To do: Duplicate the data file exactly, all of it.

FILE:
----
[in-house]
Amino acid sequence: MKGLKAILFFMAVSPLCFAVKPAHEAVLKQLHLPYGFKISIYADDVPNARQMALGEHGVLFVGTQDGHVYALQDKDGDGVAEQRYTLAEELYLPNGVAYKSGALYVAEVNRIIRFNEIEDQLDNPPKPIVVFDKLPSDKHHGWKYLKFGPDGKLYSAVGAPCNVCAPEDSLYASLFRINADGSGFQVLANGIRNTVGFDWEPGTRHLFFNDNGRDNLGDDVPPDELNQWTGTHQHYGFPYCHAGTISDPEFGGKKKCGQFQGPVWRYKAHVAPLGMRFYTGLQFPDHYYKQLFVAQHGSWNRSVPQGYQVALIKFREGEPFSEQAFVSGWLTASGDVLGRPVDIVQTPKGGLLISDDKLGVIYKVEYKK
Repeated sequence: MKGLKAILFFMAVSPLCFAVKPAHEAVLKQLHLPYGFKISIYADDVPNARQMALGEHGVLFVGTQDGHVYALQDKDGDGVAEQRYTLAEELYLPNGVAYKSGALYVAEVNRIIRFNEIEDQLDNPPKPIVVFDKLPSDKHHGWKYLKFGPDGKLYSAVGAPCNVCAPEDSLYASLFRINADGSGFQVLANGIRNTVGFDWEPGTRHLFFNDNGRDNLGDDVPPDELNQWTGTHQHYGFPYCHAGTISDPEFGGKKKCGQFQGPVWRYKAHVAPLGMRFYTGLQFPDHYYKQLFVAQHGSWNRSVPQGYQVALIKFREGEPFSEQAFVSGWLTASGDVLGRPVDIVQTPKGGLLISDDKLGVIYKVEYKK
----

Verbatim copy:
[in-house]
Amino acid sequence: MKGLKAILFFMAVSPLCFAVKPAHEAVLKQLHLPYGFKISIYADDVPNARQMALGEHGVLFVGTQDGHVYALQDKDGDGVAEQRYTLAEELYLPNGVAYKSGALYVAEVNRIIRFNEIEDQLDNPPKPIVVFDKLPSDKHHGWKYLKFGPDGKLYSAVGAPCNVCAPEDSLYASLFRINADGSGFQVLANGIRNTVGFDWEPGTRHLFFNDNGRDNLGDDVPPDELNQWTGTHQHYGFPYCHAGTISDPEFGGKKKCGQFQGPVWRYKAHVAPLGMRFYTGLQFPDHYYKQLFVAQHGSWNRSVPQGYQVALIKFREGEPFSEQAFVSGWLTASGDVLGRPVDIVQTPKGGLLISDDKLGVIYKVEYKK
Repeated sequence: MKGLKAILFFMAVSPLCFAVKPAHEAVLKQLHLPYGFKISIYADDVPNARQMALGEHGVLFVGTQDGHVYALQDKDGDGVAEQRYTLAEELYLPNGVAYKSGALYVAEVNRIIRFNEIEDQLDNPPKPIVVFDKLPSDKHHGWKYLKFGPDGKLYSAVGAPCNVCAPEDSLYASLFRINADGSGFQVLANGIRNTVGFDWEPGTRHLFFNDNGRDNLGDDVPPDELNQWTGTHQHYGFPYCHAGTISDPEFGGKKKCGQFQGPVWRYKAHVAPLGMRFYTGLQFPDHYYKQLFVAQHGSWNRSVPQGYQVALIKFREGEPFSEQAFVSGWLTASGDVLGRPVDIVQTPKGGLLISDDKLGVIYKVEYKK